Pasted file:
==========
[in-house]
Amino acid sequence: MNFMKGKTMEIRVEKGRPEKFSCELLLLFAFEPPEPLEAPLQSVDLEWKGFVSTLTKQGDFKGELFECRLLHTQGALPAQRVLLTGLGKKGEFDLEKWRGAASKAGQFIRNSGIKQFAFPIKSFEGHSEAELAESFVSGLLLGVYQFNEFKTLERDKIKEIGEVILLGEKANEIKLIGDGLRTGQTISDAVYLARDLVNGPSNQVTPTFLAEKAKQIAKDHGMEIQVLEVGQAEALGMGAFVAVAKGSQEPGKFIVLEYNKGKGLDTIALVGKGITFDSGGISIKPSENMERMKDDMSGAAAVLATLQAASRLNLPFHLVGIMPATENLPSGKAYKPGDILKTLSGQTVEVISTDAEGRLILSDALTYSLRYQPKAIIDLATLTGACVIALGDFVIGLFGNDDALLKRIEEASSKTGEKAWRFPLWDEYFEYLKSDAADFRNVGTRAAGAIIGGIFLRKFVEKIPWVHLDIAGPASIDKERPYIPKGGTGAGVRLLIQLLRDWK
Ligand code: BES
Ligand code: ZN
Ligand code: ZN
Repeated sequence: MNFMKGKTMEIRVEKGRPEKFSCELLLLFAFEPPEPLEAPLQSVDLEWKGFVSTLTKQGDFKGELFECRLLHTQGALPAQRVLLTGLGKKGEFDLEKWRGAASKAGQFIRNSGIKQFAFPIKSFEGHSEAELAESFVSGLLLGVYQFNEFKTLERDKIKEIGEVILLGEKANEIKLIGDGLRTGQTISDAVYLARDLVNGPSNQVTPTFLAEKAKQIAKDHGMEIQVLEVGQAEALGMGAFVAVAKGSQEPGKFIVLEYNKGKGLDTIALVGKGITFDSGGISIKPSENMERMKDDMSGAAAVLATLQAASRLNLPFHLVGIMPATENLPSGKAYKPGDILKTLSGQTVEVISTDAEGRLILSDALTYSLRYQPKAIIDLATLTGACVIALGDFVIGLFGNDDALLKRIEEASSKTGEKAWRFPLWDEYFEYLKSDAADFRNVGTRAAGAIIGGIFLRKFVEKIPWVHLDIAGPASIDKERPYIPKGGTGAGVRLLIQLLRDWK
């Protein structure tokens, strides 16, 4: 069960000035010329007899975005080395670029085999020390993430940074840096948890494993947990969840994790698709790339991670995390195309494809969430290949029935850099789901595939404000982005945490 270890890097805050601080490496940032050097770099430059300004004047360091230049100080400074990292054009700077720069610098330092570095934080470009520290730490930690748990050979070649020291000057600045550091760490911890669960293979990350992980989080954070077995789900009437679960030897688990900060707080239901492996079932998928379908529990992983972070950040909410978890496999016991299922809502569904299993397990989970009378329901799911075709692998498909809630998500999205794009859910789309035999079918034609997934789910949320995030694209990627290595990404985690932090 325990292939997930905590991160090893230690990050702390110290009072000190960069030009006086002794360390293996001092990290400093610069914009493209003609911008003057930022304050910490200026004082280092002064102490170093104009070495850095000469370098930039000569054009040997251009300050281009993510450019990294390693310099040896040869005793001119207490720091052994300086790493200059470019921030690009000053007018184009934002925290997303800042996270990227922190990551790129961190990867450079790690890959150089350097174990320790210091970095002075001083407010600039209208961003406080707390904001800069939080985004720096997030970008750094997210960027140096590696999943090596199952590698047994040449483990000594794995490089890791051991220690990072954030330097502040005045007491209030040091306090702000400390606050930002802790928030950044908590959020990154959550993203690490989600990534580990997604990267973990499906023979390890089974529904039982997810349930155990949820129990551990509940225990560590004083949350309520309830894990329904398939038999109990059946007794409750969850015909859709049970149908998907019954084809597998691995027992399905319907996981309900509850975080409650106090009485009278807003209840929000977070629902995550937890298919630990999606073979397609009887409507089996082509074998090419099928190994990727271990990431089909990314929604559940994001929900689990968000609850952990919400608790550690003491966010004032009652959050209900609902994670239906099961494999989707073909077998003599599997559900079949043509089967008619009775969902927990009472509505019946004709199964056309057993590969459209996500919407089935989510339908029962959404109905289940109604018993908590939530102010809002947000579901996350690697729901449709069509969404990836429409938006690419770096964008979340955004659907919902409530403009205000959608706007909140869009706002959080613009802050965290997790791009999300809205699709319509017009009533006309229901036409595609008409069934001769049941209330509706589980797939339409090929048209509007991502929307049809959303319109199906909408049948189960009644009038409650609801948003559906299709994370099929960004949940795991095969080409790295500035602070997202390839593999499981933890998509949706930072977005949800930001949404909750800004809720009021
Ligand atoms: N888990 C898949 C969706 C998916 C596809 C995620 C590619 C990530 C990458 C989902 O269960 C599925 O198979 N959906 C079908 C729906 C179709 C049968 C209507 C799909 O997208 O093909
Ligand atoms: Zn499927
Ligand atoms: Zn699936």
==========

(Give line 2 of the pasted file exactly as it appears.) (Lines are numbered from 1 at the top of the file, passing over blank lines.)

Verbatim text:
Amino acid sequence: MNFMKGKTMEIRVEKGRPEKFSCELLLLFAFEPPEPLEAPLQSVDLEWKGFVSTLTKQGDFKGELFECRLLHTQGALPAQRVLLTGLGKKGEFDLEKWRGAASKAGQFIRNSGIKQFAFPIKSFEGHSEAELAESFVSGLLLGVYQFNEFKTLERDKIKEIGEVILLGEKANEIKLIGDGLRTGQTISDAVYLARDLVNGPSNQVTPTFLAEKAKQIAKDHGMEIQVLEVGQAEALGMGAFVAVAKGSQEPGKFIVLEYNKGKGLDTIALVGKGITFDSGGISIKPSENMERMKDDMSGAAAVLATLQAASRLNLPFHLVGIMPATENLPSGKAYKPGDILKTLSGQTVEVISTDAEGRLILSDALTYSLRYQPKAIIDLATLTGACVIALGDFVIGLFGNDDALLKRIEEASSKTGEKAWRFPLWDEYFEYLKSDAADFRNVGTRAAGAIIGGIFLRKFVEKIPWVHLDIAGPASIDKERPYIPKGGTGAGVRLLIQLLRDWK